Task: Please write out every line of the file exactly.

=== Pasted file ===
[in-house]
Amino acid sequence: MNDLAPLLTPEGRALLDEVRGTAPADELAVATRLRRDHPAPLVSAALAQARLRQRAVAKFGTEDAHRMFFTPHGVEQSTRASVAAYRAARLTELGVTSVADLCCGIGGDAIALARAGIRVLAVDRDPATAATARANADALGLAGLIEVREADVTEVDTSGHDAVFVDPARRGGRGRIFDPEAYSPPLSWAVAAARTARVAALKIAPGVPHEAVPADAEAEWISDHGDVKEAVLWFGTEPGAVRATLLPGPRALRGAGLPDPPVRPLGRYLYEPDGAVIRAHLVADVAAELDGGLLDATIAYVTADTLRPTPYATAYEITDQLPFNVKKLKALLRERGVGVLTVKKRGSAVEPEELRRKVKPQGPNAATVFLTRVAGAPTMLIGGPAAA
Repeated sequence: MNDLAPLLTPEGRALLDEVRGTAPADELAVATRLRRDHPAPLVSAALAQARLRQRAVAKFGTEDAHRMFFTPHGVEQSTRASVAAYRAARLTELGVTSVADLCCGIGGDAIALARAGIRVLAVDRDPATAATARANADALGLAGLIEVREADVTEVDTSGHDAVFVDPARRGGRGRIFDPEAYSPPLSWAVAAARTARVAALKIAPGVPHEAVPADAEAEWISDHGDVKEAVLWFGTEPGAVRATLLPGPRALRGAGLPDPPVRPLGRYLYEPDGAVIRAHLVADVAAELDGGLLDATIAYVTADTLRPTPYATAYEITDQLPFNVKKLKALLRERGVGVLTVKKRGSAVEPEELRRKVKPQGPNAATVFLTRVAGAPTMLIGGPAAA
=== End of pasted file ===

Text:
[in-house]
Amino acid sequence: MNDLAPLLTPEGRALLDEVRGTAPADELAVATRLRRDHPAPLVSAALAQARLRQRAVAKFGTEDAHRMFFTPHGVEQSTRASVAAYRAARLTELGVTSVADLCCGIGGDAIALARAGIRVLAVDRDPATAATARANADALGLAGLIEVREADVTEVDTSGHDAVFVDPARRGGRGRIFDPEAYSPPLSWAVAAARTARVAALKIAPGVPHEAVPADAEAEWISDHGDVKEAVLWFGTEPGAVRATLLPGPRALRGAGLPDPPVRPLGRYLYEPDGAVIRAHLVADVAAELDGGLLDATIAYVTADTLRPTPYATAYEITDQLPFNVKKLKALLRERGVGVLTVKKRGSAVEPEELRRKVKPQGPNAATVFLTRVAGAPTMLIGGPAAA
Repeated sequence: MNDLAPLLTPEGRALLDEVRGTAPADELAVATRLRRDHPAPLVSAALAQARLRQRAVAKFGTEDAHRMFFTPHGVEQSTRASVAAYRAARLTELGVTSVADLCCGIGGDAIALARAGIRVLAVDRDPATAATARANADALGLAGLIEVREADVTEVDTSGHDAVFVDPARRGGRGRIFDPEAYSPPLSWAVAAARTARVAALKIAPGVPHEAVPADAEAEWISDHGDVKEAVLWFGTEPGAVRATLLPGPRALRGAGLPDPPVRPLGRYLYEPDGAVIRAHLVADVAAELDGGLLDATIAYVTADTLRPTPYATAYEITDQLPFNVKKLKALLRERGVGVLTVKKRGSAVEPEELRRKVKPQGPNAATVFLTRVAGAPTMLIGGPAAA